Being out of work can make you feel lost and disconnected, especially if you’re job hunting purely to survive unemployment. To regain a sense of control, shift your viewpoint to purposeful drifting. Now is the time to make the most of your downtime between jobs so you can re-enter the workforce prepared to take charge.
Staying upbeat while you manage your time productively is a challenge. But if you use this time to nourish your body, fortify your mind, and feed your soul, you’ll catch the next wave of your career in the best shape of your life. You’ll have the advantage over someone who spent their downtime panicked, depressed, and focused on fears.
David Peters is a family psychotherapist in San Diego, and much of his work is with people in crisis from workplace harassment, job loss, and life transitions. Peters has counseled hundreds of people through the emotional upheaval of losing a job.
“Many people experience their workplace as a second home,” Peters explains. “We spend so many hours there, giving our best, and often working with others in a team. Whether we like our job or not, it’s a place where we want to ‘belong.’ When we get laid off, it’s easy to take it personally. ‘They don’t want me anymore. I don’t get to be with them.’ Remember that losing a job is a real loss and often results in real grieving, as if someone you know and loved has died. As with all grief, there is a time to indulge and a time to recover. It’s important to acknowledge the loss in order for your brain to process the change. Call the friends and family you need for support, do your crying or fretting or wondering why. Write out all your sadness, bitterness, or fear in a journal. Spend a day being quiet by yourself if you need. And then...be done with it. It’s time to move on.”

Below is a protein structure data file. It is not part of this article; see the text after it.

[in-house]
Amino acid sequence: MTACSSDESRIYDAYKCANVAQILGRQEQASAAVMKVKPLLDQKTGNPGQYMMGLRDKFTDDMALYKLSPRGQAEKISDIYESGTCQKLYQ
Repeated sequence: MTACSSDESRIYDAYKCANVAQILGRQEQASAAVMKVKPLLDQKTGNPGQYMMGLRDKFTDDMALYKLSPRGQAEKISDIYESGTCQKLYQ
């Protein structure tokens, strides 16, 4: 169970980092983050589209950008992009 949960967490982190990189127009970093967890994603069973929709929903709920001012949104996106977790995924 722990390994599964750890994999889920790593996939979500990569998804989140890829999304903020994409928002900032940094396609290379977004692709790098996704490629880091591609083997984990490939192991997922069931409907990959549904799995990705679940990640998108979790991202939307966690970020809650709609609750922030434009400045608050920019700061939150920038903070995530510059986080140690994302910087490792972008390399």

Losing a job can lead to vulnerability and depression. The recently unemployed tend to sleep late, eat poorly, and sit alone in the house watching TV or playing video games. If you sink into a funk, says Peters, you can start feeling better by taking some simple but effective actions.
First, dedicate yourself to getting at least 45 minutes of good exercise five days a week. “Exercise will raise your Serotonin levels as much as if you took 20 milligrams of Prozac,” Peters says. “It’s best if you go outdoors in the morning for a fast walk, allowing about 15 minutes without sunglasses. Natural light therapy also helps ward off depression, and keeps your sleep-wake cycle intact.
“Many people who lose their jobs spend a lot of time in anger, cursing at their former employer, the economy, the government, and whoever,” Peters continues. “But anger is not going to help you now. It saps your brain of resources that you need for your current job – looking for your new job. Anger increases your stress, sending cortisol [a stress hormone] into your bloodstream and throughout your body. This actually damages your coronary system and limits your brain’s ability to think creatively. Catch your anger, take a few deep breaths, and shift your thoughts to the positive. For some people this takes practice, but it’s essential. Positive thinkers create more opportunities for themselves and are more likely to see opportunities that others miss.”
Bottom line: the road to recovery is taking responsibility for your future. To make your journey back to work realistic, separate yourself from your circumstances. Try not to define yourself by your employment status. Devote this downtime to you, and view these suggestions as a strategy to build yourself up.
Candice Reed is co-author of Thank You for Firing Me! For more articles and ideas, check out thankyouforfiringme.org